Mindfulness, Psychotherapy, And Self-Help For Managing Anxiety

Medically reviewed by Melissa Guarnaccia, LCSW
Updated October 13, 2023by BetterHelp Editorial Team

Anxiety disorders are the most common mental illnesses in the US, affecting more than 40 million adults annually. However, despite their prevalence, many people may not know how to cope with symptoms. Anxiety is a highly treatable condition, and many people find success in managing anxiety and regulating emotions through mindfulness techniques, psychotherapy techniques, or self-help practices. Consider these areas as you develop your routine for managing anxiety.

Could Anxiety Symptoms Be Preventing You From Being Your Best?

What Does It Mean To Manage Anxiety?

Anxiety can involve intense fear due to its relationship with the fight-or-flight response, which is controlled by the nervous system. Many people associate fight-or-flight with dangerous scenarios like fighting off a predator. However, you may find that people, events, and places frighten you as much as physically dangerous scenarios. 

People often experience fear when they face a situation that is out of their control or when fear of harm occurs. In many cases, it can feel as though you don’t have the ability to hide or fight back against daily stressors. Avoiding fear can also impose limitations on your life which may be unhealthy. Therefore, it can be helpful to have coping strategies to use when anxiety occurs.

Mindfulness For Anxiety 

Mindfulness meditation is based on ancient spiritual and Buddhist principles involving a change in mindset. It can also be used in therapy. One program, created by Jon Kabat Zinn called Mindfulness-Based Stress Reduction, was developed on the premises of mindfulness through the teachings of Buddhist leaders like Thich Nhat Hanh and Philip Kapleau. This program helped clients decrease their stress, manage pain, and reduce anxiety. Since the normalization of mindfulness in mental health, the practice has been extensively studied.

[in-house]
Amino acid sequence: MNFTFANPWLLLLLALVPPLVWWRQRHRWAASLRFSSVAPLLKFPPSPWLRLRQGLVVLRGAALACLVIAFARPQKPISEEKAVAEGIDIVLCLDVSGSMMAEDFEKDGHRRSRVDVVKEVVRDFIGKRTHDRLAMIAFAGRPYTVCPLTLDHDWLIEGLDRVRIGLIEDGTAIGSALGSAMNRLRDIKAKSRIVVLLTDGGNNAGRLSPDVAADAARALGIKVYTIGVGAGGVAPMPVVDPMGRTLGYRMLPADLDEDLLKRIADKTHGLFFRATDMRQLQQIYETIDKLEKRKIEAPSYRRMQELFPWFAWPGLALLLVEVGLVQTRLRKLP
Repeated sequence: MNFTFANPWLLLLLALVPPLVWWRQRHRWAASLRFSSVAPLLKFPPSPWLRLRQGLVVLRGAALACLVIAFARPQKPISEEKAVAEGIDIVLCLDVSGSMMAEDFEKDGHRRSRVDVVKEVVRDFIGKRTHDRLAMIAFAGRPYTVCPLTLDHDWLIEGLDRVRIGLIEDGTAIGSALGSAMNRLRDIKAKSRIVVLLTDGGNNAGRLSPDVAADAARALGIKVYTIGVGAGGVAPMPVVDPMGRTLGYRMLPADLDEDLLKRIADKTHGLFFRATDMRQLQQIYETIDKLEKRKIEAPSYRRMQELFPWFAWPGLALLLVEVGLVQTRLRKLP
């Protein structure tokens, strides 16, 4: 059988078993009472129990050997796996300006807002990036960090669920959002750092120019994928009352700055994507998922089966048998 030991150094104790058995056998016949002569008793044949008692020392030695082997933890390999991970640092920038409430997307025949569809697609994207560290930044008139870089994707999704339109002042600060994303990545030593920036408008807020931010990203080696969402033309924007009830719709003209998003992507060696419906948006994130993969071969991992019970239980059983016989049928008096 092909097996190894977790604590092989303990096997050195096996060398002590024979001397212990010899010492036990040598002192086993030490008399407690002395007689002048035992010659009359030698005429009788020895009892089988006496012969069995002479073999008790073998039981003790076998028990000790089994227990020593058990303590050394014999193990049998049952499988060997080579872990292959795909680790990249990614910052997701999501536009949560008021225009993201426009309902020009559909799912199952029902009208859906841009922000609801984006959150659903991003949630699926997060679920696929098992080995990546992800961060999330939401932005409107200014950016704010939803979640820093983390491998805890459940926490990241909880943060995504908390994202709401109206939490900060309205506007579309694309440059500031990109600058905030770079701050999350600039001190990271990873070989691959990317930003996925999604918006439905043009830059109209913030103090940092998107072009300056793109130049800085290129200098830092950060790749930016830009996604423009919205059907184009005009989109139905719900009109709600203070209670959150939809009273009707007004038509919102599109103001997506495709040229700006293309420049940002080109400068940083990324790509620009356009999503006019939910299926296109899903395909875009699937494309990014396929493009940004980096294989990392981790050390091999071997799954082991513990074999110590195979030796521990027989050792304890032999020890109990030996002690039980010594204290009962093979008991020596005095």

Mindfulness encompasses a number of concepts and can have different meanings for different people. For some, mindfulness may mean being fully present in each moment. Some forms of mindfulness involve having the self-awareness to notice what's happening within you while also observing what's happening around you. Acquiring the benefits of mindfulness can also require you to pay attention to what you do, say, and express by observing your thoughts, emotions, and physical sensations. For example, you might be practicing mindfulness if you focus on breathing to calm yourself during the day. 

Many people involve mindfulness in their daily routine to reduce anxiety and stress levels in the long term. As you progress, you may practice it several times or for an extended time each day. Recent research suggests that mindfulness can be used to train your brain and change its physical makeup over time as you continue practicing.

Although mindfulness is not a type of psychology, psychologists may use mindfulness-based interventions to promote relaxation, acceptance, and peacefulness. If you talk to a counselor about your anxiety, they may teach you how to practice mindfulness. If you're unsure how to start, your therapist may lead you through mindfulness practices in your session.

How Does Mindfulness Work?